Negotiation of care for a hospitalised child: nursing perspectives
Young, J and McCann, DE and Watson, K and Pitcher, A and Bundy, R and Greathead, D, Negotiation of care for a hospitalised child: nursing perspectives, Neonatal, Paediatric and Child Health Nursing, 9, (3) pp. 7-14. ISSN 1441-6638 (2006) [Refereed Article]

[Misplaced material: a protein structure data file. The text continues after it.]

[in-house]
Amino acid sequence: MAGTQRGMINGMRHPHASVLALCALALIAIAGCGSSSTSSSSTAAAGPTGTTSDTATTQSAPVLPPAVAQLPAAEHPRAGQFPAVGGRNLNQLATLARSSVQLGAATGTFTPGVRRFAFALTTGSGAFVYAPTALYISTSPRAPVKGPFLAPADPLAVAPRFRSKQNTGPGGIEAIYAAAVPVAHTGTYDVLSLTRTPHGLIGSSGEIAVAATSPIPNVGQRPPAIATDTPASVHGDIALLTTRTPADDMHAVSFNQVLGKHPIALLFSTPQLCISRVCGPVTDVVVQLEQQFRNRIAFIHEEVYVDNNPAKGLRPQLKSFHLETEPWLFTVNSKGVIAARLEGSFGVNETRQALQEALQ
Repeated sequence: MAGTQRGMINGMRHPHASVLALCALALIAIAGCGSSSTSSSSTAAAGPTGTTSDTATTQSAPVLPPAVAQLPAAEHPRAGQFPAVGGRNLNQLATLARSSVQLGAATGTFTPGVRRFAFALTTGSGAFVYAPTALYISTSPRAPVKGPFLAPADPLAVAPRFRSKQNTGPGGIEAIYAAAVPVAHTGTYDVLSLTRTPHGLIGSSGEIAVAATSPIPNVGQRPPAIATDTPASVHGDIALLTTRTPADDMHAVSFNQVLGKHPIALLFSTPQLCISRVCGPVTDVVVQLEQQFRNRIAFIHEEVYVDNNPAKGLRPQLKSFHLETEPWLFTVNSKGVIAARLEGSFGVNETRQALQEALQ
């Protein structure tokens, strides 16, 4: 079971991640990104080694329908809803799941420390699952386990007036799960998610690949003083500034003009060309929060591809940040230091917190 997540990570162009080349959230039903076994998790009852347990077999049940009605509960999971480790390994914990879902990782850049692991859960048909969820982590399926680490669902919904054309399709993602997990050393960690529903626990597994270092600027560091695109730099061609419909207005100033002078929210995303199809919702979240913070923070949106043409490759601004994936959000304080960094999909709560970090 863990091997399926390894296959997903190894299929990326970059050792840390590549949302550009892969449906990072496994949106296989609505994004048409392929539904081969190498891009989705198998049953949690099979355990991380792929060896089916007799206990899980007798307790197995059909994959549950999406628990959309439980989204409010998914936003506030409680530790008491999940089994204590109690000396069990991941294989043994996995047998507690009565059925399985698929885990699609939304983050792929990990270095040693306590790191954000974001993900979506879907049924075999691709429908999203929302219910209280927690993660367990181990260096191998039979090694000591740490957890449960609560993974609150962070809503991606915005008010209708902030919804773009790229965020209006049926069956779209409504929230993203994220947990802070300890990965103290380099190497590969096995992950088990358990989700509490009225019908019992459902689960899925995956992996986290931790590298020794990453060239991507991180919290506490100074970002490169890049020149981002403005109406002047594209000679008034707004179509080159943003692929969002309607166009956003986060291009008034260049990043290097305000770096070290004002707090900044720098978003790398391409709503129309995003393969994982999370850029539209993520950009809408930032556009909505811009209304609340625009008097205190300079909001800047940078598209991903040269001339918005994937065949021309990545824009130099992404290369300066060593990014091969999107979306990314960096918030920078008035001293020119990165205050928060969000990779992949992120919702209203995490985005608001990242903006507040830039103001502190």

Family-centred care is essential in paediatric nursing and the effective negotiation of care is an integral aspect in achieving the family-centred care ideal. To meet parental needs, nurses have had to adapt their practice to include the family to their greatest extent, while still ensuring the needs of the child are met. It is important to seek nurses' attitudes on this aspect of their practice. The purpose of this study was to explore the clinical problem identified by nursing staff relating to potential discrepancies between parent and nurse perceptions of their role in the hospitalised child's care. A cross-sectional descriptive survey design was used to explore nursing attitudes in a tertiary metropolitan paediatric facility. Recurring issues and concerns identified through written narratives were grouped and analysed. Four categories relating to the establishment of communication, negotiation, care provision and attendance were explored. Participant responses supported the view that nursing staff recognise and support parental involvement in care but acknowledge that their practice does fall short of the ideal. Open communication and involvement of parents in care provision were highlighted and the negotiation of roles recognised as being important to the process. Identification of factors that may contribute to a gap between nurse assumptions and parent attitudes towards involvement in care provision for the hospitalised child provides the opportunity for strategies to be implemented that will facilitate the achievement of the family-centred care model.